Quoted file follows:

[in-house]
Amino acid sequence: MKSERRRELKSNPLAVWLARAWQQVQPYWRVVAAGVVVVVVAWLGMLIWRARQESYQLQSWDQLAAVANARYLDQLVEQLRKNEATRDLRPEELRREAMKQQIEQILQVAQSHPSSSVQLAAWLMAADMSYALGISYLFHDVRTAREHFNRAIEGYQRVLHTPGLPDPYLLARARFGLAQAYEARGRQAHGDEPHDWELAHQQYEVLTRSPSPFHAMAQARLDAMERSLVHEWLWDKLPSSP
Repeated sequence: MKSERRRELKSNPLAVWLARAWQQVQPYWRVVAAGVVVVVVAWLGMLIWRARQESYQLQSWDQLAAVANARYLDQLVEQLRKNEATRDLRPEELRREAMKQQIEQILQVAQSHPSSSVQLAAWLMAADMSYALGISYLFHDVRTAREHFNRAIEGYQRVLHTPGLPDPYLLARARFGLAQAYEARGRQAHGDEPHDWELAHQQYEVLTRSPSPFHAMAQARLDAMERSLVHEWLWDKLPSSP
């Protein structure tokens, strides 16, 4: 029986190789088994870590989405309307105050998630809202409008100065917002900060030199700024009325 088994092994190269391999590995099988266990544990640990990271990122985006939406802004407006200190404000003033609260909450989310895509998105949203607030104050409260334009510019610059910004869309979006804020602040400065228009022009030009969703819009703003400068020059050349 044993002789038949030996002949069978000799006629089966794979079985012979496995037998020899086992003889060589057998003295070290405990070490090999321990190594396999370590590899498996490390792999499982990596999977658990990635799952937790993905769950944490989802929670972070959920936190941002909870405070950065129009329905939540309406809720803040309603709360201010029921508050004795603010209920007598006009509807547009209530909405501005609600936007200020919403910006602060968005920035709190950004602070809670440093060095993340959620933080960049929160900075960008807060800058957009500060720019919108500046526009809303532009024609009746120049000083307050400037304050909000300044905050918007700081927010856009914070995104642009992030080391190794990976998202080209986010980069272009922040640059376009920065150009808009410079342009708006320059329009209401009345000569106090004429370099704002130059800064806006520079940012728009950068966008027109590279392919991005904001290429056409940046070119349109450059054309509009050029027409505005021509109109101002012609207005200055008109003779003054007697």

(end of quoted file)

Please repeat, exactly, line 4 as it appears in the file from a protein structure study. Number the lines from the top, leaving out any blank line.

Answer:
């Protein structure tokens, strides 16, 4: 029986190789088994870590989405309307105050998630809202409008100065917002900060030199700024009325 088994092994190269391999590995099988266990544990640990990271990122985006939406802004407006200190404000003033609260909450989310895509998105949203607030104050409260334009510019610059910004869309979006804020602040400065228009022009030009969703819009703003400068020059050349 044993002789038949030996002949069978000799006629089966794979079985012979496995037998020899086992003889060589057998003295070290405990070490090999321990190594396999370590590899498996490390792999499982990596999977658990990635799952937790993905769950944490989802929670972070959920936190941002909870405070950065129009329905939540309406809720803040309603709360201010029921508050004795603010209920007598006009509807547009209530909405501005609600936007200020919403910006602060968005920035709190950004602070809670440093060095993340959620933080960049929160900075960008807060800058957009500060720019919108500046526009809303532009024609009746120049000083307050400037304050909000300044905050918007700081927010856009914070995104642009992030080391190794990976998202080209986010980069272009922040640059376009920065150009808009410079342009708006320059329009209401009345000569106090004429370099704002130059800064806006520079940012728009950068966008027109590279392919991005904001290429056409940046070119349109450059054309509009050029027409505005021509109109101002012609207005200055008109003779003054007697």